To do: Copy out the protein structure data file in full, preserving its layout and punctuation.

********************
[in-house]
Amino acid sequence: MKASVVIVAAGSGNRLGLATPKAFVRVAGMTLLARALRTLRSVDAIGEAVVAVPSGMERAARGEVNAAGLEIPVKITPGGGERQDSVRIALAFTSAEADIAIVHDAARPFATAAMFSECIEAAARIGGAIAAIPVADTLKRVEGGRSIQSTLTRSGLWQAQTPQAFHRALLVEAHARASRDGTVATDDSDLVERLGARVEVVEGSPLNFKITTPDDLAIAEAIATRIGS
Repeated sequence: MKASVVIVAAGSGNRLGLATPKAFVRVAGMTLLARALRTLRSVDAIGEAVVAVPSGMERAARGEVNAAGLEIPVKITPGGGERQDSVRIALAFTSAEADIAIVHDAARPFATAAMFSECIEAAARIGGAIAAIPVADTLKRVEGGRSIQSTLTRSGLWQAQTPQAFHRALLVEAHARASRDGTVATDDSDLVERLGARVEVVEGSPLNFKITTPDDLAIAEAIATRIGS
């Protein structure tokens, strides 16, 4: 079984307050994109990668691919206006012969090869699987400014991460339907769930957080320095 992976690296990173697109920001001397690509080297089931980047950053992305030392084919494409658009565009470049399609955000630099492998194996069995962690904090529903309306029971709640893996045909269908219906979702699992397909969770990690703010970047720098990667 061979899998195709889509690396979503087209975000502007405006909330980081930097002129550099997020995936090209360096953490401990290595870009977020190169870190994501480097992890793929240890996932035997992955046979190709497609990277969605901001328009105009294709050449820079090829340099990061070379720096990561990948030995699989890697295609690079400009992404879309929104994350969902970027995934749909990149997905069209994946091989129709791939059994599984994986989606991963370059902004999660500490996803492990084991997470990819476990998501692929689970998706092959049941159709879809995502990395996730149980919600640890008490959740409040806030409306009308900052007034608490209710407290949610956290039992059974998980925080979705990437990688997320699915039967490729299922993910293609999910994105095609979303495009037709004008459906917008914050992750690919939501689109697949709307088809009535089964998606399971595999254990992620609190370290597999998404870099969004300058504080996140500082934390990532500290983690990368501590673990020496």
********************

[in-house]
Amino acid sequence: MKASVVIVAAGSGNRLGLATPKAFVRVAGMTLLARALRTLRSVDAIGEAVVAVPSGMERAARGEVNAAGLEIPVKITPGGGERQDSVRIALAFTSAEADIAIVHDAARPFATAAMFSECIEAAARIGGAIAAIPVADTLKRVEGGRSIQSTLTRSGLWQAQTPQAFHRALLVEAHARASRDGTVATDDSDLVERLGARVEVVEGSPLNFKITTPDDLAIAEAIATRIGS
Repeated sequence: MKASVVIVAAGSGNRLGLATPKAFVRVAGMTLLARALRTLRSVDAIGEAVVAVPSGMERAARGEVNAAGLEIPVKITPGGGERQDSVRIALAFTSAEADIAIVHDAARPFATAAMFSECIEAAARIGGAIAAIPVADTLKRVEGGRSIQSTLTRSGLWQAQTPQAFHRALLVEAHARASRDGTVATDDSDLVERLGARVEVVEGSPLNFKITTPDDLAIAEAIATRIGS
């Protein structure tokens, strides 16, 4: 079984307050994109990668691919206006012969090869699987400014991460339907769930957080320095 992976690296990173697109920001001397690509080297089931980047950053992305030392084919494409658009565009470049399609955000630099492998194996069995962690904090529903309306029971709640893996045909269908219906979702699992397909969770990690703010970047720098990667 061979899998195709889509690396979503087209975000502007405006909330980081930097002129550099997020995936090209360096953490401990290595870009977020190169870190994501480097992890793929240890996932035997992955046979190709497609990277969605901001328009105009294709050449820079090829340099990061070379720096990561990948030995699989890697295609690079400009992404879309929104994350969902970027995934749909990149997905069209994946091989129709791939059994599984994986989606991963370059902004999660500490996803492990084991997470990819476990998501692929689970998706092959049941159709879809995502990395996730149980919600640890008490959740409040806030409306009308900052007034608490209710407290949610956290039992059974998980925080979705990437990688997320699915039967490729299922993910293609999910994105095609979303495009037709004008459906917008914050992750690919939501689109697949709307088809009535089964998606399971595999254990992620609190370290597999998404870099969004300058504080996140500082934390990532500290983690990368501590673990020496």